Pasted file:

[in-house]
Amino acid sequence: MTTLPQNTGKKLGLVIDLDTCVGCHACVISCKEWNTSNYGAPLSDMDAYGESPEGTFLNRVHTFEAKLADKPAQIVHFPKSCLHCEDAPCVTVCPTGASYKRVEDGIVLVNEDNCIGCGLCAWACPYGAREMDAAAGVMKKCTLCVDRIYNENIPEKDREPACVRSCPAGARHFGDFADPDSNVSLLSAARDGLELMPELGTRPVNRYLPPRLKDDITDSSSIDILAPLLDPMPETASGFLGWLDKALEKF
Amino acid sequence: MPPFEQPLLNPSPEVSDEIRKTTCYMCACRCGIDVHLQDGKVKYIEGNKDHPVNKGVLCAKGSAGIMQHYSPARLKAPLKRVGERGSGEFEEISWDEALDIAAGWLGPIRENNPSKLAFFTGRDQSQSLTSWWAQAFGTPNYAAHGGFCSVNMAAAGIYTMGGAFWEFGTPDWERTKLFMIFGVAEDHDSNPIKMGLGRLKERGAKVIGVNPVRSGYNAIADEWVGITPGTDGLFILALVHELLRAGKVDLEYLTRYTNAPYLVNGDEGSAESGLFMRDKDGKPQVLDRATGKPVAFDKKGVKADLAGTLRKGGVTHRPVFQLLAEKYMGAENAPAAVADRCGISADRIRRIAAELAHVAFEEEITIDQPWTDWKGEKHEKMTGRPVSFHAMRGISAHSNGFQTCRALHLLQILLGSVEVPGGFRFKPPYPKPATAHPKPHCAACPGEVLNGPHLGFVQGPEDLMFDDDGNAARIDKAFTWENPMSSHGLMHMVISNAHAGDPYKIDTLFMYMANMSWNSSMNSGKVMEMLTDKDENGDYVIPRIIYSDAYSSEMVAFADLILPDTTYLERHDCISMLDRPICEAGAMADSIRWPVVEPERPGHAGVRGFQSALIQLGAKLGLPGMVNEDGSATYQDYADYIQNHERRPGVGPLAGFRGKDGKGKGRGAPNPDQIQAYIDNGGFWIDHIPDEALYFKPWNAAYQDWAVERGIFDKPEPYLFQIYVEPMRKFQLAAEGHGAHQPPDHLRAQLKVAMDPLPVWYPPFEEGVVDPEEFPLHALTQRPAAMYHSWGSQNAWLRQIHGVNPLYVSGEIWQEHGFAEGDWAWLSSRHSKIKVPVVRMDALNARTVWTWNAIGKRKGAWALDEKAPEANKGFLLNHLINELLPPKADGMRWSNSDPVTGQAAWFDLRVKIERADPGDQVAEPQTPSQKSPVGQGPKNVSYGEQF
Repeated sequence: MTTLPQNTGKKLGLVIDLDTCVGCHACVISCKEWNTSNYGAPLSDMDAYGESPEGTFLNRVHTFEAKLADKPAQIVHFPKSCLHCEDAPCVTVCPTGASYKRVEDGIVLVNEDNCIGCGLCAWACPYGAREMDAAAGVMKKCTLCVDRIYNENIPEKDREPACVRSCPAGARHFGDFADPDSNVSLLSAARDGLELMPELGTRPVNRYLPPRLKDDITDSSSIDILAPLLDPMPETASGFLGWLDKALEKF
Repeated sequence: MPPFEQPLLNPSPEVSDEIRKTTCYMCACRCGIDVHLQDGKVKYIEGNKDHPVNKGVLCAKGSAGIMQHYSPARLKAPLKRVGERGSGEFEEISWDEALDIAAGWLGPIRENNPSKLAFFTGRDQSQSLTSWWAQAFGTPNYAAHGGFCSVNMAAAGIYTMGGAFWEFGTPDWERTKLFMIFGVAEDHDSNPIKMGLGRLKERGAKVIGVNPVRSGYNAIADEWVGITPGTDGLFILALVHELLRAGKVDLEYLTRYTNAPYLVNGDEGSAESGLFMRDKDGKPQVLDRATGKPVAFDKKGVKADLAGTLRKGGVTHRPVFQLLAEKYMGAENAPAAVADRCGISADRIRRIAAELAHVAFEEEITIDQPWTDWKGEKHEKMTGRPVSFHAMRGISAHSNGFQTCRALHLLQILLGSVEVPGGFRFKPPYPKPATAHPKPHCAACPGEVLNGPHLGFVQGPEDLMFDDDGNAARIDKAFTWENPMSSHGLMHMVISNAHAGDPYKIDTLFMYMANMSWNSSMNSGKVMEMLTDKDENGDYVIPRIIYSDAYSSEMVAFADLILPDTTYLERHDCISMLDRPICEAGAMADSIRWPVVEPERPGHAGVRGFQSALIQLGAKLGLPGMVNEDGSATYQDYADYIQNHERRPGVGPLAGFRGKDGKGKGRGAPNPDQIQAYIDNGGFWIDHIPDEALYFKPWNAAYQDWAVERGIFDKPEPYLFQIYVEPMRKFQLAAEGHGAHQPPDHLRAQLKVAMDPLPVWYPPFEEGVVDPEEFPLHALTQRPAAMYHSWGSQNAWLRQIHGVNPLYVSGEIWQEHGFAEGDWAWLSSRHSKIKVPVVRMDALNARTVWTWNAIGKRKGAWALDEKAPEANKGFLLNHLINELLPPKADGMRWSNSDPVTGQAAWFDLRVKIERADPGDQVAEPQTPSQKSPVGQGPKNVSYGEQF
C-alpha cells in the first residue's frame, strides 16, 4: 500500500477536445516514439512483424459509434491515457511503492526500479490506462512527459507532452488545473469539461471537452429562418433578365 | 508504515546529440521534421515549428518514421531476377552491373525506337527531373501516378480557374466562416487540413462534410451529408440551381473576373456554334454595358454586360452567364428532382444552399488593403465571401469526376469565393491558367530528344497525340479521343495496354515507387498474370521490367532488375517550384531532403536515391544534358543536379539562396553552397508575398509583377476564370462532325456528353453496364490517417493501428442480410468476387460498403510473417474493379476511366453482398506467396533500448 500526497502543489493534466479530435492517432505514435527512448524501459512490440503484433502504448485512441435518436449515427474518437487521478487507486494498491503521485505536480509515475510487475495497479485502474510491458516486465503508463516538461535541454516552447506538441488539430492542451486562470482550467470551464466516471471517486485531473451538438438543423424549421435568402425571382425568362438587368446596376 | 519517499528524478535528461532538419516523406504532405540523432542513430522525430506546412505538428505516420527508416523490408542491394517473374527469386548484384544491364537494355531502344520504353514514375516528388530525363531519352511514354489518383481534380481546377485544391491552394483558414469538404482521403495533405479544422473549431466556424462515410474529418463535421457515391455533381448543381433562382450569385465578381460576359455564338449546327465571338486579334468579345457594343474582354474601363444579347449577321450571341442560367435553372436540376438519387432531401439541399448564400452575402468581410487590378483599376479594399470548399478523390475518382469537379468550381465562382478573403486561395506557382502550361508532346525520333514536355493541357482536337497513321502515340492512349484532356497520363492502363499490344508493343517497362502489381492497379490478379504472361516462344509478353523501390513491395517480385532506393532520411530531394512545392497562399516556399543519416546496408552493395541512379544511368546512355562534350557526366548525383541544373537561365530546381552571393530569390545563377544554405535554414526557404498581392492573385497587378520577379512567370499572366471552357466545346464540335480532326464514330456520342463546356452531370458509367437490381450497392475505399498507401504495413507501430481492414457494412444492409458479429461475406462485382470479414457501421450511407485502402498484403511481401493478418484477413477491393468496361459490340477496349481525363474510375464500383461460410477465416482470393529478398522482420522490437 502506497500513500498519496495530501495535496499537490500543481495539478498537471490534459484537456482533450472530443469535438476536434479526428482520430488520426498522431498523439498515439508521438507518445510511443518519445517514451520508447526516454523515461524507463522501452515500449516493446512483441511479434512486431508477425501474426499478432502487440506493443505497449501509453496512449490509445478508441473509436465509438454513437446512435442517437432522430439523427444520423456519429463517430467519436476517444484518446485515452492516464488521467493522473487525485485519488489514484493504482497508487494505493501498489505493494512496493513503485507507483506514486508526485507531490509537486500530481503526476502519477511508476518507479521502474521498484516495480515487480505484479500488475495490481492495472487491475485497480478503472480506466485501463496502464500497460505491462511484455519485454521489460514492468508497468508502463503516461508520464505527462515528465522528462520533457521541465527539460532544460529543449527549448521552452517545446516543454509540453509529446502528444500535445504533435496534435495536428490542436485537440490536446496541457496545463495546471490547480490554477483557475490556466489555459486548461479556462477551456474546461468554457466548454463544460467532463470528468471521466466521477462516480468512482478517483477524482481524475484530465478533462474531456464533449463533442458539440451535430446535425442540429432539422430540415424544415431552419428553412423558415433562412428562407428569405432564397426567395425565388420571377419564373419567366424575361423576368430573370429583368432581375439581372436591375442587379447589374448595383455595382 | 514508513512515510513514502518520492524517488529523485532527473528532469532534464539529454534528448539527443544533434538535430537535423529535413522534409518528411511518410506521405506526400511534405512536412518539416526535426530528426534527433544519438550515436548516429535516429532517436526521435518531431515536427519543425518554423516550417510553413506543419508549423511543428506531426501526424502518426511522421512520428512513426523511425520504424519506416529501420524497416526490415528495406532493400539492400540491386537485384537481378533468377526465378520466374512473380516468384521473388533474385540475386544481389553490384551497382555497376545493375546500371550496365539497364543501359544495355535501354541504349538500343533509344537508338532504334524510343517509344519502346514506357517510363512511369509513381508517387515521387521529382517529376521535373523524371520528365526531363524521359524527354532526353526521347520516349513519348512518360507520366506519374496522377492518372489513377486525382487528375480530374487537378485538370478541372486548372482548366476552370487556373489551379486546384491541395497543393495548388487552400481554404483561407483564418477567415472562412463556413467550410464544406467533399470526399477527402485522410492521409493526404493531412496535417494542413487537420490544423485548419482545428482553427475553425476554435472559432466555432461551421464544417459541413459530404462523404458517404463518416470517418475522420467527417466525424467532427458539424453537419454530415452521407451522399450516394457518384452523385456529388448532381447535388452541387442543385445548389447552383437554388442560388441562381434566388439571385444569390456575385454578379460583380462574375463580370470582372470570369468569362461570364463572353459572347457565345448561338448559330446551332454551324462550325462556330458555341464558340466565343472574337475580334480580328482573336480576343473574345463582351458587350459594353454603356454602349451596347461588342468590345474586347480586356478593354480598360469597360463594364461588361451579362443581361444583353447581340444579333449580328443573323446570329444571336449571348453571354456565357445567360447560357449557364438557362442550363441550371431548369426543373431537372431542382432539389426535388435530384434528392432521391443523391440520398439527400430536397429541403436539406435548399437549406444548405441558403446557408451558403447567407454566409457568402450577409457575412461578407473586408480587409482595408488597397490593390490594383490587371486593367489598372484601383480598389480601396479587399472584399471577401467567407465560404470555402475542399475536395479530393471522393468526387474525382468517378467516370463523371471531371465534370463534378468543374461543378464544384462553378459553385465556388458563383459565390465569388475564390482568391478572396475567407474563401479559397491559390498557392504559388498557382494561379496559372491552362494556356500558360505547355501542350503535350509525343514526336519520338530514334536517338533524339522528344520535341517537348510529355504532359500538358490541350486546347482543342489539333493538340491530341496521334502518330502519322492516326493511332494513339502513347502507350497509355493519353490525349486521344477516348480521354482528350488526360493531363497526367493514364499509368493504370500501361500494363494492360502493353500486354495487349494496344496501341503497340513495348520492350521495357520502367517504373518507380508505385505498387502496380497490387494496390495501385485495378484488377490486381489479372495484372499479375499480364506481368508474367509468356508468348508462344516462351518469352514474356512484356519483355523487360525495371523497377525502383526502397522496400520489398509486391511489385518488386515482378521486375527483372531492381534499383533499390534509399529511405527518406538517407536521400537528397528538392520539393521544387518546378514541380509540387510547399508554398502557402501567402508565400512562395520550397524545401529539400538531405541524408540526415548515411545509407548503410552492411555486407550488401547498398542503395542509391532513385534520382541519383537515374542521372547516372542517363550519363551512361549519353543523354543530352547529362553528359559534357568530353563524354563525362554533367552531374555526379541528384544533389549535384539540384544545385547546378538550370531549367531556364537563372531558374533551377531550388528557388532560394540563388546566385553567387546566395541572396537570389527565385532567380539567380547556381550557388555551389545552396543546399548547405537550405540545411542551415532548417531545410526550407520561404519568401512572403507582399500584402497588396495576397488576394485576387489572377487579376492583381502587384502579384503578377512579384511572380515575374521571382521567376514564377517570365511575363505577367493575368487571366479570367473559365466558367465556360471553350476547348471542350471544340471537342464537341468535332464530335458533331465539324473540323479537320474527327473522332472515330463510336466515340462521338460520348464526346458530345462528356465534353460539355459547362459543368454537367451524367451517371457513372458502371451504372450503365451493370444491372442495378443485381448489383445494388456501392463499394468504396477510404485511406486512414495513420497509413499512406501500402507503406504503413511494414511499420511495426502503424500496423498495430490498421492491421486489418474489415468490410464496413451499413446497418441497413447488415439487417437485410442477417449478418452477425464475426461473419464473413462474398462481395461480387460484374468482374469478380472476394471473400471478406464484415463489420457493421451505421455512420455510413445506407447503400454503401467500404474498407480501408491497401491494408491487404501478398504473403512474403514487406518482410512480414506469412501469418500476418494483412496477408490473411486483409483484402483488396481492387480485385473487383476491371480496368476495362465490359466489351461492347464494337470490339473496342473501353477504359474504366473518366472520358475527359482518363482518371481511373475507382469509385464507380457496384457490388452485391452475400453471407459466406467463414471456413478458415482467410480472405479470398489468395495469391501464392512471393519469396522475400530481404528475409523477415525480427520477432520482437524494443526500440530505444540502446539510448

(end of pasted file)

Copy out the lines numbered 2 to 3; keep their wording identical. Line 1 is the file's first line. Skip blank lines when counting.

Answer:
Amino acid sequence: MTTLPQNTGKKLGLVIDLDTCVGCHACVISCKEWNTSNYGAPLSDMDAYGESPEGTFLNRVHTFEAKLADKPAQIVHFPKSCLHCEDAPCVTVCPTGASYKRVEDGIVLVNEDNCIGCGLCAWACPYGAREMDAAAGVMKKCTLCVDRIYNENIPEKDREPACVRSCPAGARHFGDFADPDSNVSLLSAARDGLELMPELGTRPVNRYLPPRLKDDITDSSSIDILAPLLDPMPETASGFLGWLDKALEKF
Amino acid sequence: MPPFEQPLLNPSPEVSDEIRKTTCYMCACRCGIDVHLQDGKVKYIEGNKDHPVNKGVLCAKGSAGIMQHYSPARLKAPLKRVGERGSGEFEEISWDEALDIAAGWLGPIRENNPSKLAFFTGRDQSQSLTSWWAQAFGTPNYAAHGGFCSVNMAAAGIYTMGGAFWEFGTPDWERTKLFMIFGVAEDHDSNPIKMGLGRLKERGAKVIGVNPVRSGYNAIADEWVGITPGTDGLFILALVHELLRAGKVDLEYLTRYTNAPYLVNGDEGSAESGLFMRDKDGKPQVLDRATGKPVAFDKKGVKADLAGTLRKGGVTHRPVFQLLAEKYMGAENAPAAVADRCGISADRIRRIAAELAHVAFEEEITIDQPWTDWKGEKHEKMTGRPVSFHAMRGISAHSNGFQTCRALHLLQILLGSVEVPGGFRFKPPYPKPATAHPKPHCAACPGEVLNGPHLGFVQGPEDLMFDDDGNAARIDKAFTWENPMSSHGLMHMVISNAHAGDPYKIDTLFMYMANMSWNSSMNSGKVMEMLTDKDENGDYVIPRIIYSDAYSSEMVAFADLILPDTTYLERHDCISMLDRPICEAGAMADSIRWPVVEPERPGHAGVRGFQSALIQLGAKLGLPGMVNEDGSATYQDYADYIQNHERRPGVGPLAGFRGKDGKGKGRGAPNPDQIQAYIDNGGFWIDHIPDEALYFKPWNAAYQDWAVERGIFDKPEPYLFQIYVEPMRKFQLAAEGHGAHQPPDHLRAQLKVAMDPLPVWYPPFEEGVVDPEEFPLHALTQRPAAMYHSWGSQNAWLRQIHGVNPLYVSGEIWQEHGFAEGDWAWLSSRHSKIKVPVVRMDALNARTVWTWNAIGKRKGAWALDEKAPEANKGFLLNHLINELLPPKADGMRWSNSDPVTGQAAWFDLRVKIERADPGDQVAEPQTPSQKSPVGQGPKNVSYGEQF